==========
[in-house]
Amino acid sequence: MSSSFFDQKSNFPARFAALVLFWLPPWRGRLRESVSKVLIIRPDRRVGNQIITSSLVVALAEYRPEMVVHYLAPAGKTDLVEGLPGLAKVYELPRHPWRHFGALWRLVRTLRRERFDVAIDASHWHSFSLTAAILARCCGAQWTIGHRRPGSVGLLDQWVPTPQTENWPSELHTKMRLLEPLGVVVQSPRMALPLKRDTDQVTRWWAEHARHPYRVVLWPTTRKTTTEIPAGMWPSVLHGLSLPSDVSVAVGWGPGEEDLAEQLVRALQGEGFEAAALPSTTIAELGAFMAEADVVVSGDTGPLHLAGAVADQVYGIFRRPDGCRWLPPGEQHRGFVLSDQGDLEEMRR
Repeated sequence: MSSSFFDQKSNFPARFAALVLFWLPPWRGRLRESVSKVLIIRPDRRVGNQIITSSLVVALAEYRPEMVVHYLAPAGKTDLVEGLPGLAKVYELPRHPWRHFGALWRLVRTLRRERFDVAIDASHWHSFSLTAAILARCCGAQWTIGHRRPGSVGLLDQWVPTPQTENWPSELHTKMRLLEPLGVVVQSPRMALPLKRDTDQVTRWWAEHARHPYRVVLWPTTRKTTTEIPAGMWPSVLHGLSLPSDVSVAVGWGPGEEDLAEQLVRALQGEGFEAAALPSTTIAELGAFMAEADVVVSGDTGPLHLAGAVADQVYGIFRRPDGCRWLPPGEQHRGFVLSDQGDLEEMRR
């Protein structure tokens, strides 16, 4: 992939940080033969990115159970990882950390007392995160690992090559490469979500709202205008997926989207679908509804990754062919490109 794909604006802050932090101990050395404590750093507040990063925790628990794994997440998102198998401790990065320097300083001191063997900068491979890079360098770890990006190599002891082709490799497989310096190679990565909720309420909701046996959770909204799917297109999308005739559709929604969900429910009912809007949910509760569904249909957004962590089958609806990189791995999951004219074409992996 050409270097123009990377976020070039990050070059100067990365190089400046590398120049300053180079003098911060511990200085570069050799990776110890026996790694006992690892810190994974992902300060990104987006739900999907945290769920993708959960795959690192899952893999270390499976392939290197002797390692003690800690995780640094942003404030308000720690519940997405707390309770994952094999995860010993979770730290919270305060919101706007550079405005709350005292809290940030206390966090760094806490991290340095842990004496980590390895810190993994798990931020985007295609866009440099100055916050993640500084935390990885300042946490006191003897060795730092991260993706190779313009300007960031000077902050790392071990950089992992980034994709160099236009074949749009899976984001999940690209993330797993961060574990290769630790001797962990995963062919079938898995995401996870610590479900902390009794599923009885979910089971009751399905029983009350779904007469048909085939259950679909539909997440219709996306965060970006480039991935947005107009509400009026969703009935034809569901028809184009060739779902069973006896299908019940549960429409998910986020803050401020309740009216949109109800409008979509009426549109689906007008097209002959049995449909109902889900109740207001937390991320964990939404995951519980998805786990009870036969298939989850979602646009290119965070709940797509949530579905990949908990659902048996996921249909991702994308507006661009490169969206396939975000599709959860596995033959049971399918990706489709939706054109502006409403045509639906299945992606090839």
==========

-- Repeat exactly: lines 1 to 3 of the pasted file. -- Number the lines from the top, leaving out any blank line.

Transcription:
[in-house]
Amino acid sequence: MSSSFFDQKSNFPARFAALVLFWLPPWRGRLRESVSKVLIIRPDRRVGNQIITSSLVVALAEYRPEMVVHYLAPAGKTDLVEGLPGLAKVYELPRHPWRHFGALWRLVRTLRRERFDVAIDASHWHSFSLTAAILARCCGAQWTIGHRRPGSVGLLDQWVPTPQTENWPSELHTKMRLLEPLGVVVQSPRMALPLKRDTDQVTRWWAEHARHPYRVVLWPTTRKTTTEIPAGMWPSVLHGLSLPSDVSVAVGWGPGEEDLAEQLVRALQGEGFEAAALPSTTIAELGAFMAEADVVVSGDTGPLHLAGAVADQVYGIFRRPDGCRWLPPGEQHRGFVLSDQGDLEEMRR
Repeated sequence: MSSSFFDQKSNFPARFAALVLFWLPPWRGRLRESVSKVLIIRPDRRVGNQIITSSLVVALAEYRPEMVVHYLAPAGKTDLVEGLPGLAKVYELPRHPWRHFGALWRLVRTLRRERFDVAIDASHWHSFSLTAAILARCCGAQWTIGHRRPGSVGLLDQWVPTPQTENWPSELHTKMRLLEPLGVVVQSPRMALPLKRDTDQVTRWWAEHARHPYRVVLWPTTRKTTTEIPAGMWPSVLHGLSLPSDVSVAVGWGPGEEDLAEQLVRALQGEGFEAAALPSTTIAELGAFMAEADVVVSGDTGPLHLAGAVADQVYGIFRRPDGCRWLPPGEQHRGFVLSDQGDLEEMRR